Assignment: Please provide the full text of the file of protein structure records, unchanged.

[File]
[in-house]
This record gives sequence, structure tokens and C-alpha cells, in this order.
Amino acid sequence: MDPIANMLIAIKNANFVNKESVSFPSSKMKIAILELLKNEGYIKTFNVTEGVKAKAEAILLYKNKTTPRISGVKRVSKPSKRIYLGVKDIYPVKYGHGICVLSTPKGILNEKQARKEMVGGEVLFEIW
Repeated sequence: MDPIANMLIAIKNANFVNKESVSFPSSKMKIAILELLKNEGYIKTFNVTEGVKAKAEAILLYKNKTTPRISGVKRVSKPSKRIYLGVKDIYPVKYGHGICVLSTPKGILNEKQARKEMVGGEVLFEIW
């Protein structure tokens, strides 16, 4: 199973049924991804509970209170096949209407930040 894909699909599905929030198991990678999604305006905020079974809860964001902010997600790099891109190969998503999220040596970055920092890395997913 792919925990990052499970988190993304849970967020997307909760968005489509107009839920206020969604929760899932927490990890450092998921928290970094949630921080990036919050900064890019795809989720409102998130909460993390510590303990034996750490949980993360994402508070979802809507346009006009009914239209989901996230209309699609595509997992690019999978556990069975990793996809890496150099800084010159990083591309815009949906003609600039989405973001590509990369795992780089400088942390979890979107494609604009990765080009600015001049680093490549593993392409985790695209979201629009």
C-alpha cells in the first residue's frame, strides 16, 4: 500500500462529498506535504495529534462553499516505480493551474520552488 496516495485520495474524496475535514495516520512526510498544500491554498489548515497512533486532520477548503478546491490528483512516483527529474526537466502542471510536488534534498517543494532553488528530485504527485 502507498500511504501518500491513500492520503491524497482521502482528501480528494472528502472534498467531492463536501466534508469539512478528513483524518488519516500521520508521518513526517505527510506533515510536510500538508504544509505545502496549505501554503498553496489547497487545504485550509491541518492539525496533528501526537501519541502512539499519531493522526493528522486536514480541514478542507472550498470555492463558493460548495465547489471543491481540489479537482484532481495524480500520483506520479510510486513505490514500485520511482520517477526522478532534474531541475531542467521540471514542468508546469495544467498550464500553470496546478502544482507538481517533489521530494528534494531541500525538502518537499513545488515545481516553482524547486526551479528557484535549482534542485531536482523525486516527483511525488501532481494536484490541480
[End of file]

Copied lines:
[in-house]
This record gives sequence, structure tokens and C-alpha cells, in this order.
Amino acid sequence: MDPIANMLIAIKNANFVNKESVSFPSSKMKIAILELLKNEGYIKTFNVTEGVKAKAEAILLYKNKTTPRISGVKRVSKPSKRIYLGVKDIYPVKYGHGICVLSTPKGILNEKQARKEMVGGEVLFEIW
Repeated sequence: MDPIANMLIAIKNANFVNKESVSFPSSKMKIAILELLKNEGYIKTFNVTEGVKAKAEAILLYKNKTTPRISGVKRVSKPSKRIYLGVKDIYPVKYGHGICVLSTPKGILNEKQARKEMVGGEVLFEIW
């Protein structure tokens, strides 16, 4: 199973049924991804509970209170096949209407930040 894909699909599905929030198991990678999604305006905020079974809860964001902010997600790099891109190969998503999220040596970055920092890395997913 792919925990990052499970988190993304849970967020997307909760968005489509107009839920206020969604929760899932927490990890450092998921928290970094949630921080990036919050900064890019795809989720409102998130909460993390510590303990034996750490949980993360994402508070979802809507346009006009009914239209989901996230209309699609595509997992690019999978556990069975990793996809890496150099800084010159990083591309815009949906003609600039989405973001590509990369795992780089400088942390979890979107494609604009990765080009600015001049680093490549593993392409985790695209979201629009």
C-alpha cells in the first residue's frame, strides 16, 4: 500500500462529498506535504495529534462553499516505480493551474520552488 496516495485520495474524496475535514495516520512526510498544500491554498489548515497512533486532520477548503478546491490528483512516483527529474526537466502542471510536488534534498517543494532553488528530485504527485 502507498500511504501518500491513500492520503491524497482521502482528501480528494472528502472534498467531492463536501466534508469539512478528513483524518488519516500521520508521518513526517505527510506533515510536510500538508504544509505545502496549505501554503498553496489547497487545504485550509491541518492539525496533528501526537501519541502512539499519531493522526493528522486536514480541514478542507472550498470555492463558493460548495465547489471543491481540489479537482484532481495524480500520483506520479510510486513505490514500485520511482520517477526522478532534474531541475531542467521540471514542468508546469495544467498550464500553470496546478502544482507538481517533489521530494528534494531541500525538502518537499513545488515545481516553482524547486526551479528557484535549482534542485531536482523525486516527483511525488501532481494536484490541480